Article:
Focaccia-ish with grapes and figs

I am telling the truth when I say that I have been trying to find the time to write a few recipes involving figs and grapes for an entire passing of seasons . . . and yes I do mean more than a year. . .

The thing is, a long time ago I had a Saturday market stall in Haarlem where I sold handmade Italian-inspired fresh pasta, focaccia, bread, tart, biscotti and a myriad of vegetable-focused dishes. Two creations from way back then have been on my recipe-writing-to-do list, namely, a fig honey-cinnamon crostata and fresh fig and pepper and rosemary focaccia.

Fast forward to many years later and the recipe I am about to share. Food and cooking are ever changing, a reflection of life itself, after all. Always in search of learning opportunities through the words of historians and food writers, I discovered the inspired work of @emikodavies  when reading her first book Florentine from front to back. This is where I first learned about the “schiacciata’all’uva”, the famous soft, pillowy Tuscan bread made with the purple grapes of the fall harvest.

I have made her beautiful recipe a number of times in a professional setting minus the Tuscan grapes, replacing them with local Dutch fruit instead. I’m happy to report the result has been well appreciated! Over time a personalized recipe has evolved, both a combination of my market day memories as well as inspiration from Emiko’s Florentine . . . a cookbook you simply must have in your collection!

Below, proof that I have finally put a recipe to rest in a wintery version of combined flavors and memories, where dried figs complement dark grapes and rosemary. Rather than sea salt, this particular focaccia involves a sugared topping!

Do try it, whether as a sign of celebration or simply because it is delicious!

Meanwhile, be well, be happy and enjoy the good life with your loved ones from the warmth of the kitchen table!


  • 500 grams of fine wheat flour . preferably local and organic
  • 4 grams dried yeast 
  • 375 ml warm water 
  • 25 ml extra virgin olive oil 
  • freshly chopped rosemary leaves 
  • from 2 full sprigs, roughly a full tablespoon
  • 1 teaspoon coarse black pepper 
  • 1/2 teaspoon pink pepper corns 
  • 1 teaspoon sea salt flakes 
  • the zest of one organic orange
  • 200 grams dried figs, sliced 
  • 400 grams local purple grapes

For the topping

  • 1-2 tablespoons local honey
  • the leaves of 1-2 sprigs of rosemary 
  • 2 tablespoons extra virgin olive oil

Measure tepid water in a canister and add the dried yeast. Stir the two ingredients with a whisk until the yeast dissolves. Set it aside for a half an hour. Meanwhile sift the flour into a bowl large enough to allow you to add and mix the water-yeast mixture easily. Wash the grapes and remove their stems. Slice the dried figs, removing their stem first. Pick the rosemary leaves and chop the leaves coarsely with a sharp knife, making sure not to bruise the leaves. Measure the black pepper, pink pepper sea salt flakes and rosemary into a small bowl and set aside. Scrub the orange under warm running water. Grate the peel with a zester.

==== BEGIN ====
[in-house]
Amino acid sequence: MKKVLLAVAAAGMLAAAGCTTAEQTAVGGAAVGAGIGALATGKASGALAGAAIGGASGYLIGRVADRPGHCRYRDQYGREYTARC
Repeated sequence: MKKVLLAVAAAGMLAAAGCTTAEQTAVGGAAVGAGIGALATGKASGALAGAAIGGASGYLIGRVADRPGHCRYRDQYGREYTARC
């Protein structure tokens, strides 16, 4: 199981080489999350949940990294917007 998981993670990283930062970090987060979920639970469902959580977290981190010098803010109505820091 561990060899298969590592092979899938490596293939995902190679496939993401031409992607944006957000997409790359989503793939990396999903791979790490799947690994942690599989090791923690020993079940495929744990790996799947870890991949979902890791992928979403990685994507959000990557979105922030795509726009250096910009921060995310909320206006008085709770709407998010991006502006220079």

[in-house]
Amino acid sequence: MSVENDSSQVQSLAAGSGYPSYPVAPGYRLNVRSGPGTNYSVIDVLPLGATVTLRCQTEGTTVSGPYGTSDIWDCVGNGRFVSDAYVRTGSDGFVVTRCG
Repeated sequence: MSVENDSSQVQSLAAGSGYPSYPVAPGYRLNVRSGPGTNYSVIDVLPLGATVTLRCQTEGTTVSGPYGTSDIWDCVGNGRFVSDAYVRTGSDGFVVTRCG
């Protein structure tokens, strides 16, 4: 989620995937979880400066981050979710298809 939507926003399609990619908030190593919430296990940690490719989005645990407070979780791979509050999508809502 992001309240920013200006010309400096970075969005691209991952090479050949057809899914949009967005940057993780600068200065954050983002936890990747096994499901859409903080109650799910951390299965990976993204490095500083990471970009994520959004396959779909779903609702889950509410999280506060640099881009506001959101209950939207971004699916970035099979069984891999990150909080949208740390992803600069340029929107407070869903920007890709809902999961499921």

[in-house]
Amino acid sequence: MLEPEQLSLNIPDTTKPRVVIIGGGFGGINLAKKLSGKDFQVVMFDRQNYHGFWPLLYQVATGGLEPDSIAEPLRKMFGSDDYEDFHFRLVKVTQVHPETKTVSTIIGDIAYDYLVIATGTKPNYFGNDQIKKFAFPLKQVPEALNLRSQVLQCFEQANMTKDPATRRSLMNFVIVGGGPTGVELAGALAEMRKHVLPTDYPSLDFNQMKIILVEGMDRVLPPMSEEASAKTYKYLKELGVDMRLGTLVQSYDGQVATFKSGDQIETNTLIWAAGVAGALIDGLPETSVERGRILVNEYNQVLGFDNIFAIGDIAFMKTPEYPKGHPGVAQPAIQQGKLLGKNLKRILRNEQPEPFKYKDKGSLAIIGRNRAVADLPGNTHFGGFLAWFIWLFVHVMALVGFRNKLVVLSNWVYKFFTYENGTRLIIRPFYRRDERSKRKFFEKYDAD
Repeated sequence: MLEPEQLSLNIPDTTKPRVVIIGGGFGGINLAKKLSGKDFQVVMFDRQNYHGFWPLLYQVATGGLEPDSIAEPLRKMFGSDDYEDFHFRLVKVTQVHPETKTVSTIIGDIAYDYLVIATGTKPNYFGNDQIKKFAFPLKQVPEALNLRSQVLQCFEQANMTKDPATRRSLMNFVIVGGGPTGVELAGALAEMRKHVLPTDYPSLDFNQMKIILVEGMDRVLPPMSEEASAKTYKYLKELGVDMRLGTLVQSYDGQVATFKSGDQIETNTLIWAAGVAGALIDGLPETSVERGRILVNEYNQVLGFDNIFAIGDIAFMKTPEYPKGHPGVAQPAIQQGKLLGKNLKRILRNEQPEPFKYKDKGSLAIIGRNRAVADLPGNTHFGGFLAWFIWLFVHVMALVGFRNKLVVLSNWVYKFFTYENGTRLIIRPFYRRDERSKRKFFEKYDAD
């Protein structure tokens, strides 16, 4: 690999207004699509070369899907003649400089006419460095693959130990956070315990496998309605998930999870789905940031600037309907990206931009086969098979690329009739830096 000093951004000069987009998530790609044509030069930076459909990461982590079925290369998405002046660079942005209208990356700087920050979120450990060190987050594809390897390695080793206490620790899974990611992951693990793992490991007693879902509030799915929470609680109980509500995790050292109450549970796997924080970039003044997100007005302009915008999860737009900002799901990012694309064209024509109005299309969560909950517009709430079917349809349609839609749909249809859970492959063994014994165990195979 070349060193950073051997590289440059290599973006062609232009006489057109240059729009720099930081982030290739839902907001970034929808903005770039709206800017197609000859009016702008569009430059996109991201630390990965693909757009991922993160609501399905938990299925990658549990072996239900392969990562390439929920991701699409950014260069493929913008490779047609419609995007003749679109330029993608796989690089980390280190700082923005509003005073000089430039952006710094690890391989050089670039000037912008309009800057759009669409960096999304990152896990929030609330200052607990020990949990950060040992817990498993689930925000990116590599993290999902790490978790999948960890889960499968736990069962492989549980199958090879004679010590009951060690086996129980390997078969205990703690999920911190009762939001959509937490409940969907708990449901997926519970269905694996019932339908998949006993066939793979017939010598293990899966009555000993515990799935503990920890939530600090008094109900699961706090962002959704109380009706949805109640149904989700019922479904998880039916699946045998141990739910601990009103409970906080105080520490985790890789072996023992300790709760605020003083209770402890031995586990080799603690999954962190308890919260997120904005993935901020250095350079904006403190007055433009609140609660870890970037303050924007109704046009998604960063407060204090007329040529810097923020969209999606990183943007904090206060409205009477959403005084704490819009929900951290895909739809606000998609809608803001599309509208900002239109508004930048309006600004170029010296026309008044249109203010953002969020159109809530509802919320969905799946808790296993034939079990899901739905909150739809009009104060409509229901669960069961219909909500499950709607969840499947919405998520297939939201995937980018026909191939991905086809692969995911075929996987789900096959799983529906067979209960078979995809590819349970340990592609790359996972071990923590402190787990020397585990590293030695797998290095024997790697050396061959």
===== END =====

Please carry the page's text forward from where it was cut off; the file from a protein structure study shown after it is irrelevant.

Prepare a second ceramic or stainless steel bowl large enough to contain the rising dough by rubbing in the sides and bottom with 25ml extra virgin olive oil and set aside.

Add 25ml to extra virgin olive oil to the the water and yeast mixture with a whisk. Then, clear some space at the bottom of the bowl filled with flour. Pour the water with one hand while stirring it through the flour with the other, until the water and flour incorporate and a loose dough is formed. The result will be very sticky, but keep stirring and mixing it with one hand until any and all lumps have smoothed. Add the herbs, peppers, sea salt, rosemary and zest. Mix and stir all through the dough until these bursts of flavor are distributed through the mixture.Now coax the dough with your sticky hand into the bowl rubbed in with olive oil. Cover it with a clean tea towel and let the dough rise 4 hours in a warm and cosy place.

Preheat the oven to 190 degrees after 3,5 hours or so. Prepare a flat oven tray by covering the bottom with parchment paper. Rub in the paper with some olive oil. Pour the dough onto the tray, Rub in your hands with olive oil then spread it evenly over the surface of the tray.

Arrange the sliced figs, followed by the grapes over the surface of the dough. Drizzle the surface of the dough with enough olive oil until it glistens. Sprinkle the top with fresh rosemary leaves and 1-2 spoons of honey.

Bake the focaccia 20 minutes or until the grapes have burst open and the crust is golden. Serve my foccaccia-ish sweet and savory bread warm with a small dipping bowl of your best olive oil and sea salt flakes. Cut some fennel paper thin and slice some blood oranges, and stuff it into a piece of this lovely bread!

One response

  1. Thanks’s been a while.

    Andy Sweet

    On Fri, 24 Dec 2021, 14:04 Beautiful Food Stories, wrote:

    > Terri Salminen posted: ” I am telling the truth when I say that I have > been trying to find the time to write a few recipes involving figs and > grapes for an entire passing of seasons . . . and yes I do mean more than a > year. . . The thing is years ago, every Saturday I set” >

Leave a Reply

Fill in your details below or click an icon to log in: Logo

You are commenting using your account. Log Out /  Change )

Google photo

You are commenting using your Google account. Log Out /  Change )

Twitter picture

You are commenting using your Twitter account. Log Out /  Change )

Facebook photo

You are commenting using your Facebook account. Log Out /  Change )

Connecting to %s

This site uses Akismet to reduce spam. Learn how your comment data is processed.

%d bloggers like this: